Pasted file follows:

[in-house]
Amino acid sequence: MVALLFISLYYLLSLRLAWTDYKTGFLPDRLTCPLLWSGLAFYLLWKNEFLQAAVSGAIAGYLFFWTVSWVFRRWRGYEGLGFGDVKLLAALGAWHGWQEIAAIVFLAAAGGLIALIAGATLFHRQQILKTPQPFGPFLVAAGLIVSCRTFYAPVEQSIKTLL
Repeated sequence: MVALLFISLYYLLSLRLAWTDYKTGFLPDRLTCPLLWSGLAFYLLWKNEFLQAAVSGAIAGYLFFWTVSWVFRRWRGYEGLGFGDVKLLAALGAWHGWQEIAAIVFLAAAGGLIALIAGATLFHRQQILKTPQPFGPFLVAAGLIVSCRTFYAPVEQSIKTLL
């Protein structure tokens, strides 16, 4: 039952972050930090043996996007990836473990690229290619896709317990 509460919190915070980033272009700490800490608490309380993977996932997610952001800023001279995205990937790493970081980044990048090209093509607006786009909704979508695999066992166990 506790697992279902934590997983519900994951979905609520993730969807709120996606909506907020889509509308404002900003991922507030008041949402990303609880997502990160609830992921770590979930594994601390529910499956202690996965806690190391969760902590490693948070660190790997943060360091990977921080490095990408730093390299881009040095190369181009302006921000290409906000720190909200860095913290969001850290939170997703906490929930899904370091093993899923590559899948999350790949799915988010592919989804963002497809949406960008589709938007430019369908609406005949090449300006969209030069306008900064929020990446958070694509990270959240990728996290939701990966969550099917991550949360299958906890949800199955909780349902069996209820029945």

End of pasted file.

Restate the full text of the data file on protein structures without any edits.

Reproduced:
[in-house]
Amino acid sequence: MVALLFISLYYLLSLRLAWTDYKTGFLPDRLTCPLLWSGLAFYLLWKNEFLQAAVSGAIAGYLFFWTVSWVFRRWRGYEGLGFGDVKLLAALGAWHGWQEIAAIVFLAAAGGLIALIAGATLFHRQQILKTPQPFGPFLVAAGLIVSCRTFYAPVEQSIKTLL
Repeated sequence: MVALLFISLYYLLSLRLAWTDYKTGFLPDRLTCPLLWSGLAFYLLWKNEFLQAAVSGAIAGYLFFWTVSWVFRRWRGYEGLGFGDVKLLAALGAWHGWQEIAAIVFLAAAGGLIALIAGATLFHRQQILKTPQPFGPFLVAAGLIVSCRTFYAPVEQSIKTLL
């Protein structure tokens, strides 16, 4: 039952972050930090043996996007990836473990690229290619896709317990 509460919190915070980033272009700490800490608490309380993977996932997610952001800023001279995205990937790493970081980044990048090209093509607006786009909704979508695999066992166990 506790697992279902934590997983519900994951979905609520993730969807709120996606909506907020889509509308404002900003991922507030008041949402990303609880997502990160609830992921770590979930594994601390529910499956202690996965806690190391969760902590490693948070660190790997943060360091990977921080490095990408730093390299881009040095190369181009302006921000290409906000720190909200860095913290969001850290939170997703906490929930899904370091093993899923590559899948999350790949799915988010592919989804963002497809949406960008589709938007430019369908609406005949090449300006969209030069306008900064929020990446958070694509990270959240990728996290939701990966969550099917991550949360299958906890949800199955909780349902069996209820029945």